lists  /  announce  owl-users  owl-dev  john-users  john-dev  passwdqc-users  yescrypt  popa3d-users  /  oss-security  kernel-hardening  musl  sabotage  tlsify  passwords  /  crypt-dev  xvendor  /  Bugtraq  Full-Disclosure  linux-kernel  linux-netdev  linux-ext4  linux-hardening  linux-cve-announce  PHC 
Open Source and information security mailing list archives
Hash Suite: Windows password security audit tool. GUI, reports in PDF.
[<prev] [next>] [<thread-prev] [day] [month] [year] [list]
Date:   Tue, 9 Feb 2021 17:00:56 -0500
From:   Peter Xu <>
To:     Mike Kravetz <>
        Mike Rapoport <>,
        Jerome Glisse <>,
        "Kirill A . Shutemov" <>,
        Hugh Dickins <>,
        Axel Rasmussen <>,
        Matthew Wilcox <>,
        Andrew Morton <>,
        Andrea Arcangeli <>,
        Nadav Amit <>
Subject: Re: [PATCH RFC 00/30] userfaultfd-wp: Support shmem and hugetlbfs

On Tue, Feb 09, 2021 at 11:29:56AM -0800, Mike Kravetz wrote:
> On 2/5/21 6:36 PM, Peter Xu wrote:
> > On Fri, Feb 05, 2021 at 01:53:34PM -0800, Mike Kravetz wrote:
> >> On 1/29/21 2:49 PM, Peter Xu wrote:
> >>> On Fri, Jan 15, 2021 at 12:08:37PM -0500, Peter Xu wrote:
> >>>> This is a RFC series to support userfaultfd upon shmem and hugetlbfs.
> >> ...
> >>> Huge & Mike,
> >>>
> >>> Would any of you have comment/concerns on the high-level design of this series?
> >>>
> >>> It would be great to know it, especially major objection, before move on to an
> >>> non-rfc version.
> >>
> >> My apologies for not looking at this sooner.  Even now, I have only taken
> >> a very brief look at the hugetlbfs patches.
> >>
> >> Coincidentally, I am working on the 'BUG' that soft dirty does not work for
> >> hugetlbfs.  As you can imagine, there is some overlap in handling of wp ptes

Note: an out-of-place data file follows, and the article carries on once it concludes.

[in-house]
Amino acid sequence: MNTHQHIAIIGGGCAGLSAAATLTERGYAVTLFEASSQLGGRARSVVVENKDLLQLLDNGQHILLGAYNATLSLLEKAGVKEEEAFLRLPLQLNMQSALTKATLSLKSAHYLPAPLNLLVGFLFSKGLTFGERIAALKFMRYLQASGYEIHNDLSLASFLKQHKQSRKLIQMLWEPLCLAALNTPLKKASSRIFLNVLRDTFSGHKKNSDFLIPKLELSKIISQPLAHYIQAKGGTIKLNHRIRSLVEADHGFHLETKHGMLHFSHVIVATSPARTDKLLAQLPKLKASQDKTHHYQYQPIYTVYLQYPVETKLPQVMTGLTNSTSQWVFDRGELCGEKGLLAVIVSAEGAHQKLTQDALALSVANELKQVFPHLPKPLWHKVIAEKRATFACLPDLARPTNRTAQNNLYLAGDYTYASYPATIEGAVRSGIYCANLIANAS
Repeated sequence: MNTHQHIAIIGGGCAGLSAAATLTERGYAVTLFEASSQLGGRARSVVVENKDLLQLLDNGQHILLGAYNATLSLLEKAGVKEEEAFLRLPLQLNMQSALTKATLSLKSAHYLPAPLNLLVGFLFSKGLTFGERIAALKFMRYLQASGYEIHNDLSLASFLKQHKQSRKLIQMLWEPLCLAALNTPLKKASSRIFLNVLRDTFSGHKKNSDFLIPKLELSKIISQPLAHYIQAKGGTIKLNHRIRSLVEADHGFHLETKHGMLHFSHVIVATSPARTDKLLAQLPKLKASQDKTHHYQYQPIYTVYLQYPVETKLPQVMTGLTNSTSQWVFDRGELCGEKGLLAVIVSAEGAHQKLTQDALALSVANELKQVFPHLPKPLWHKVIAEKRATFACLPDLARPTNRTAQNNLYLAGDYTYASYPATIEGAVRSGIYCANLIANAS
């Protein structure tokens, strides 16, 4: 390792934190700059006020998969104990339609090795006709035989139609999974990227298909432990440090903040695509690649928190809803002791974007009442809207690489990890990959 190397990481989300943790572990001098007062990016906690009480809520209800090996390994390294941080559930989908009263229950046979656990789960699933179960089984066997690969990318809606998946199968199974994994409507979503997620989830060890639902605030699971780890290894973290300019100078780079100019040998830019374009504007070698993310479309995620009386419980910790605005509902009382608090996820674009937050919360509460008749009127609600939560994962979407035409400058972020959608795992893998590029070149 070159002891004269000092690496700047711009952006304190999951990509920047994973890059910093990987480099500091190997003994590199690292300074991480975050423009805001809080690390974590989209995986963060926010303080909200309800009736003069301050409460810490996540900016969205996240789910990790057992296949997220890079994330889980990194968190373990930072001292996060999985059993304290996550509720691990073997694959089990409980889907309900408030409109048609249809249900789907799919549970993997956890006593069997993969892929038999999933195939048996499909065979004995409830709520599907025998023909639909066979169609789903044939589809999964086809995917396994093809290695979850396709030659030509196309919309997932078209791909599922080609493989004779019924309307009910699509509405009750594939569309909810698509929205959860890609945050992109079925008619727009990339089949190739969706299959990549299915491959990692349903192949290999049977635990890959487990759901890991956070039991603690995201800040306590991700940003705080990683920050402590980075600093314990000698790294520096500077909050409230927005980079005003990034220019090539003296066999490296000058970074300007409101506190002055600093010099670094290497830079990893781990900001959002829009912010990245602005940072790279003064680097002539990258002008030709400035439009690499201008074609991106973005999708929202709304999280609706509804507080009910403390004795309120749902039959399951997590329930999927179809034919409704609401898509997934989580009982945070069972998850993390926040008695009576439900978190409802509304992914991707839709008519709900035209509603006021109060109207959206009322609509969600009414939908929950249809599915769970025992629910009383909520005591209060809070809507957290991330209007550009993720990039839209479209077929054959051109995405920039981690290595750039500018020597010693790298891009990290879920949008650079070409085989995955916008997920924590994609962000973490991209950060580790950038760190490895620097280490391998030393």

> >> set for soft dirty.  In addition, pmd sharing must be disabled for soft dirty
> >> as here and in Axel's uffd minor fault code.
> > 
> > Interesting to know that we'll reach and need something common from different
> > directions, especially when they all mostly happen at the same time. :)
> > 
> > Is there a real "BUG" that you mentioned?  I'd be glad to read about it if
> > there is a link or something.
> > 
> Sorry, I was referring to a bugzilla bug not a BUG().  Bottom line is that
> hugetlb was mostly overlooked when soft dirty support was added.  A thread
> mostly from me is at:
> I am close to sending out a RFC, but keep getting distracted.

Thanks.  Indeed I see no reason to not have hugetlb supported for soft dirty.
Tracking 1G huge pages could be too coarse and heavy, but 2M at least still
seems reasonable.

> >> No objections to the overall approach based on my quick look.
> > 
> > Thanks for having a look.
> > 
> > So for hugetlb one major thing is indeed about the pmd sharing part, which
> > seems that we've got very good consensus on.
> Yes
> > The other thing that I'd love to get some comment would be a shared topic with
> > shmem in that: for a file-backed memory type, uffd-wp needs a consolidated way
> > to record wr-protect information even if the pgtable entries were flushed.
> > That comes from a fundamental difference between anonymous and file-backed
> > memory in that anonymous pages keep all info in the pgtable entry, but
> > file-backed memory is not, e.g., pgtable entries can be dropped at any time as
> > long as page cache is there.